Elisabeth Murdoch tonight presented herself as a champion of “honesty”, “integrity” and moral “purpose” within the famous Murdoch media dynasty which has seen its reputation besmirched by the phone hacking scandal.
Delivering the prestigious James MacTaggart Memorial Lecture to the Edinburgh International Television Festival, Ms Murdoch, 44, distanced herself from her younger brother James, 39, who has been embroiled in the hacking scandal. She disputed his words in an aggressive speech to the same audience three years ago.
James, who was seen as the heir to Rupert Murdoch's News Corp empire, had argued that the only guarantor of independence was profit but Elisabeth said he had been wrong. "Profit without purpose is a recipe for disaster," she said.
Ms Murdoch's speech will be taken as an indication that she is positioning herself within the News Corp empire as the Murdoch sibling best placed to carry forward her father's work. The British-based television company Shine Group, which she founded and leads, is now a part of News Corp, after her father's company paid £415 million for the business last year.
Discussing News Corp's recent problems she said they had come about because "some behaviours fell so far short of its values".
She said: "Personally, I believe one of the biggest lessons of the past year has been the need for any organisation to discuss, affirm, and institutionalise a rigorous set of values based on an explicit statement of purpose."
Ms Murdoch addressed the Leveson inquiry that has resulted from the hacking affair and noted that there has been "an unsettling dearth of integrity across so many of our institutions" which, she regretted, now threatens the freedom of the press.
She talked of the continued "scrutiny into our media standards and the sometimes self-serving relationships between the great institutional pillars of our society be they police, politics, media or banking".
Ms Murdoch concluded her speech by quoting the words of her father Rupert from his own MacTaggart Lecture a generation earlier, in 1989, when the mogul had talked of "freeing" broadcasting from the bureaucrats and "placing it in the hands of those who should control it - the people".
Ms Murdoch said she had learned that "vision" from her father over the family breakfast table and "even back then, I understood that we were in pursuit of a greater good - a belief in better". Those last four words mirrored the catchline of BSkyB - from which James stood down as chairman in April amid ongoing criticism of his handling of the phone hacking affair while in charge of News International, his father's British newspaper stable.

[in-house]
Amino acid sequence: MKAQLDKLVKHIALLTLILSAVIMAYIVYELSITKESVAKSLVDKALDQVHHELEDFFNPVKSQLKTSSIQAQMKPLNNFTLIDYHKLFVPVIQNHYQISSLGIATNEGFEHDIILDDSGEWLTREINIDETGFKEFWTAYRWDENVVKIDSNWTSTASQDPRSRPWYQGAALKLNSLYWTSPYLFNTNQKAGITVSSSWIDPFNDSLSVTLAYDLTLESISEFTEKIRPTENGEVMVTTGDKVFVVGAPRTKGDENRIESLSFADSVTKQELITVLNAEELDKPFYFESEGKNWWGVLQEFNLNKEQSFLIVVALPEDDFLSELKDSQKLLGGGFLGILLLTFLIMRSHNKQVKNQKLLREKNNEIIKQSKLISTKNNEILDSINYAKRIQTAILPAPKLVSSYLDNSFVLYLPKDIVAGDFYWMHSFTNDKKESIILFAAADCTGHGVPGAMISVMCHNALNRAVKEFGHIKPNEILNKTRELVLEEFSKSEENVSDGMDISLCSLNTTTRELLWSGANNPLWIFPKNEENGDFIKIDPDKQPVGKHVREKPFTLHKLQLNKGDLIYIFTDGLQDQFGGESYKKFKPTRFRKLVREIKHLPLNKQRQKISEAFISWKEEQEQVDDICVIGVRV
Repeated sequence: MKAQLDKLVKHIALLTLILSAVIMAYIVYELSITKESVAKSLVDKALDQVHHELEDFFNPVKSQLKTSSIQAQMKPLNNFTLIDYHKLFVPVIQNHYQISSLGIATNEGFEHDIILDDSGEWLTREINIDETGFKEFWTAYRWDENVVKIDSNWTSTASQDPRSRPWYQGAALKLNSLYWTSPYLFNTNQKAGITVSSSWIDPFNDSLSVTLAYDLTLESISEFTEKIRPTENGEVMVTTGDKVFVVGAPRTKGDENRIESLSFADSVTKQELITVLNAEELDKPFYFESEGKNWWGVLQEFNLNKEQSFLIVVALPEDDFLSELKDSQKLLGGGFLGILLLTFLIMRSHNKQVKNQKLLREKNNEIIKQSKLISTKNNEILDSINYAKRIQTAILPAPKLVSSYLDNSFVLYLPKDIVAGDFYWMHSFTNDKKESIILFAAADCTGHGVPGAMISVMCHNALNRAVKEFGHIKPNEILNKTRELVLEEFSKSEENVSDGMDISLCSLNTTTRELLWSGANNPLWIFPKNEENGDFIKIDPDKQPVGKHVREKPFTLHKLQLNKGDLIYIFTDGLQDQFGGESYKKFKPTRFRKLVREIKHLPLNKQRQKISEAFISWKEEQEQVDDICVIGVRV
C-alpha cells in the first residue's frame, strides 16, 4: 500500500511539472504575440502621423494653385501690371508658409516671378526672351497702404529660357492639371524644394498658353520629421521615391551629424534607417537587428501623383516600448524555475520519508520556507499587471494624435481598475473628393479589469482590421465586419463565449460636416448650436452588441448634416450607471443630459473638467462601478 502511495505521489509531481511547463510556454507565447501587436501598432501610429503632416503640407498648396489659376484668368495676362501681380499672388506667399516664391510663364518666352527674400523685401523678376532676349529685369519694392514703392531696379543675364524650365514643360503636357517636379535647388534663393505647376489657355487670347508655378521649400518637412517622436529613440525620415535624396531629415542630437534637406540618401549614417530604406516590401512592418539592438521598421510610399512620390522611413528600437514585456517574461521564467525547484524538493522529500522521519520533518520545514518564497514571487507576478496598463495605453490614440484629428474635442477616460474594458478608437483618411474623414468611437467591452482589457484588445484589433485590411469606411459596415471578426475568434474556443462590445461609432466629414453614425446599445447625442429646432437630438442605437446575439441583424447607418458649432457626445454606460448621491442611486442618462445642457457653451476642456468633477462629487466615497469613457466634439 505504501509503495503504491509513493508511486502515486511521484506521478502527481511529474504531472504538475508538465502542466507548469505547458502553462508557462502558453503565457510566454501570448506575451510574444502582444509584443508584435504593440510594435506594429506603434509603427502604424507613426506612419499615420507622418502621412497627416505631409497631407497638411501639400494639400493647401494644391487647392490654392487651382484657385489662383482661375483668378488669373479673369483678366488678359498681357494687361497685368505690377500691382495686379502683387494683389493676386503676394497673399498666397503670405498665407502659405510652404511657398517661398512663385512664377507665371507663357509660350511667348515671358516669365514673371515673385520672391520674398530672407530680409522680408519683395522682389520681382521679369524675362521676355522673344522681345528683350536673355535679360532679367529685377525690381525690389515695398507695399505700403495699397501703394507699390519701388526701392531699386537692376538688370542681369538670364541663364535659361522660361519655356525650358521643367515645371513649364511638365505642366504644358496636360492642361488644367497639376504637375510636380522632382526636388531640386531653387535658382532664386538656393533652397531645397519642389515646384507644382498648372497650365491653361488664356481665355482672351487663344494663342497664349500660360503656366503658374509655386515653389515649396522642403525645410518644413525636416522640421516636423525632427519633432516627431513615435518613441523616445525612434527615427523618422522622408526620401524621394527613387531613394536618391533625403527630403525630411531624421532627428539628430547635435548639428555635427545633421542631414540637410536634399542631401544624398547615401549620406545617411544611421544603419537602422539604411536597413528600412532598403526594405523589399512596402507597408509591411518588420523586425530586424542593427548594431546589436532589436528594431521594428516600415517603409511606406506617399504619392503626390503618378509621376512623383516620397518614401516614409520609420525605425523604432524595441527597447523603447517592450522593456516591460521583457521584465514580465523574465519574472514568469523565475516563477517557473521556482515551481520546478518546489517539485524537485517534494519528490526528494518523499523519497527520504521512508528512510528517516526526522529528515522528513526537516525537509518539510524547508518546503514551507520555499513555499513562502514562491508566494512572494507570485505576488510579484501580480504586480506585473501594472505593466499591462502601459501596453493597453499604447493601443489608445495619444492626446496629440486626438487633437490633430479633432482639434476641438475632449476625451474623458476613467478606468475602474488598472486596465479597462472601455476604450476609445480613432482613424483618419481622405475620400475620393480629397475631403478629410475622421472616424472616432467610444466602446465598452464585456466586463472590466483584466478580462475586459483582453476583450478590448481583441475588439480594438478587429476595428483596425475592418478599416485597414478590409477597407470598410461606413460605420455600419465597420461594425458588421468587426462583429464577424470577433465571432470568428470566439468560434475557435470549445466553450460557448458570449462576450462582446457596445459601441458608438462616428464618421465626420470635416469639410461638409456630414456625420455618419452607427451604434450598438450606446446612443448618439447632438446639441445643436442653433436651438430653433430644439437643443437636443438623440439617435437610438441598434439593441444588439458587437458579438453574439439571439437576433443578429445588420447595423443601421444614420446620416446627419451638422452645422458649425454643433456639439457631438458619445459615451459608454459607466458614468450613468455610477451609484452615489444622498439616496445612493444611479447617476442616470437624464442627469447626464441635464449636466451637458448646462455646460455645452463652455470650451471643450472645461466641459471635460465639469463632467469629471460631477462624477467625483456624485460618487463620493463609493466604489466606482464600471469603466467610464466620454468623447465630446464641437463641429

As chairman of BSkyB, James had attacked the "chilling" ambition of the BBC. His sister, who is a far more popular figure within the British television industry, took a different approach, saying she was a "current supporter" of the BBC licence fee and praising the track record of the departing Director-General Mark Thompson - James's great strategic foe - for his "vision and leadership" in positioning the organisation for future challenges in media.
Using subtler language than her confrontational brother she identified Google's YouTube and other new media platforms including Amazon, Netflix and Twitter as the threats to the established television industry and tactfully appealed to broadcasters and producers to work together for a common good. "Ours is a business of mutuality - all of the tribes gathered at this festival are reliant on the health of each other," she said.
Addressing an audience where liberal values are usually to the fore, she quoted Nelson Mandela, Aldous Huxley, Alan Bennett and Voltaire. She mildly berated the festival organisers for not having appointed a woman to give the MacTaggart since 1995.
And though she was born in Sydney and grew up mostly in New York, watching shows such as "The Brady Bunch" and "I Love Lucy", she spoke of "our great British producers" and took every chance to bathe in post-Olympics euphoria. "As our Olympians have inspired a generation so should we be inspired by our forefathers. We can be a new Britain born out of the best of the old Britain," she said.
But most of all she seemed to want to take on the baton of her own father, and to help improve his company's reputation. "A great creative organisation is like any successful community," she said. "It's a place of honesty, integrity, and an environment where curiosity and enthusiasm are the norm. It's a place that demands personal accountability, collective responsibility and true self-determination."
What she said...and what she meant
“James…left something out: the reason his statement sat so uncomfortably is that profit without purpose is a recipe for disaster.”
I am not James.
“There has been such an unsettling dearth of integrity across so many of our institutions.”
The hacking scandal was nothing to do with me.
“We would all do well to remember Voltaire’s – or even Spiderman’s - caution that ‘With great power comes great responsibility’.”
I am one of you, an intellectual with a good grasp of popular culture, and I value a moral compass before everything else, including the bottom line.
“Ours is a business of mutuality – all of the tribes gathered at this festival are reliant on the health of each other.”
I am the friendly face of the Murdoch clan.
“My dad had the vision, the will and the sense of purpose to challenge the old world order.”
Dad’s still my true hero.
“My true passion lay in the power of television to form human connections. This was my purpose.”
I may have sold my company Shine to my father’s News Corp for £415m but I’m still a programme maker at heart.
“Platforms such as Amazon, Netflix, Zeebox, Pinterest, Twitter and Tumblr with their ubiquitous and intelligent services are all coming after our audience relationships.”
I have a strong intuition of the future of media and am ready to be a big player for News Corp on the global stage.